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Floridians Head For The Hills

Fleeing what could be the most powerful storm to strike Florida in more than a decade, residents and tourists jammed highways and shelters Friday as Hurricane Frances churned toward the Atlantic coast, where the state's second pummeling in three weeks could begin as soon as Saturday.

It's one of the greatest mass migrations of people in the state of Florida's history, reports CBS News Correspondent Mark Strassmann.

"It's time to go. It's been time to go. You need to be moving to areas of safety now," Craig Fugate, Director of the Florida Division of Emergency Management, told residents on CBS News' The Early Show.

About 2.5 million residents were ordered Thursday to head for safety — the largest evacuation in state history. Harried residents rushed to fortify their homes with plywood and storm shutters and waited in line, sometimes impatiently, for water, canned food and gas.

"We're running, we're running from the storm," said one man, who said he was bringing with him "a week's worth of clothes, a little camping stove to cook on."

CBS News Correspondent Cami McCormick reports many don't know where they're headed, but won't be coming back until well after the storm has passed.

"I'm petrified," said Deena Dacey, who fled her Rockledge home near Cape Canaveral for a hotel room near Tampa's Busch Gardens on the other, leeward side of the state. "If we can get settled, we might be OK, but I doubt it."

Frances weakened Friday into a strong Category 3 storm packing 120 mph winds and the potential to push ashore waves up to 14 feet high, and was expected to begin affecting the state by Friday evening. Its top sustained winds were down from about 145 mph on Thursday, but forecasters said it could be fluctuation typical with large storms.

"There is a chance that in the next, say, 12 hours or so we could see Frances come back up to a Category 3, almost 4, storm, so we really just have to watch it almost hour-by-hour," said CBS News Meteorologist George Cullen.

"It still looks like it's going to make landfall somewhere north of West Palm Beach and south of Melbourne, Fla.," Cullen said.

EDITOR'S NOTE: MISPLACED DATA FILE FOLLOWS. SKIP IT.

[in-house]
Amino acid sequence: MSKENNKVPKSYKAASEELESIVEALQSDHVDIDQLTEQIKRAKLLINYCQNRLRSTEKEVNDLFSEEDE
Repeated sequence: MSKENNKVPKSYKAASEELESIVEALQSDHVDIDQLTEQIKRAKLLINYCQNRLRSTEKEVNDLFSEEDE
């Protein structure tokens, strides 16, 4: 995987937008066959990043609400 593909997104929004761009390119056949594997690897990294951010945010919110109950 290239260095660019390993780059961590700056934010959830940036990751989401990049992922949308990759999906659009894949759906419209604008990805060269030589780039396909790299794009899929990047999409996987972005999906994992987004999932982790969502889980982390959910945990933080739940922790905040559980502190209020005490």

Bumper-to-bumper traffic clogged state highways. Traffic backed up for miles on sections of Interstate 95, the main north-south highway along the state's east coast, and was heavy along Interstate 4, which connects Daytona Beach, Orlando and Tampa in central Florida.

"There's no problems reported, it's just due to the fact that most people waited to the last minute to evacuate," Lt. James Shaw of the Florida Highway Patrol told CBS Radio News.

Frances' landfall would represent the first time since 1950 that two major storms have hit Florida so close together. It comes on the heels of Hurricane Charley, which hit on Aug. 13 and inflicted billions of dollars in damage to homes, knocking out power to hundreds of thousands and causing 27 deaths as it crossed from the Gulf of Mexico into the Atlantic.

With its imposing size — a cloud cover about as big as the state of Texas — Frances had the potential to ravage the state with its slow movement. Forecasters said the slower the storm moves across the ocean, the longer its winds and rain could linger, increasing the possibility of serious damage.

"The good news is for the procrastinators out there, that buys you a little more time, so take advantage of it," said Jaime Rhome, a meteorologist at the National Hurricane Center in Miami.

But, he warned, a slow moving storm like this could bring 10 to 20 inches of rain.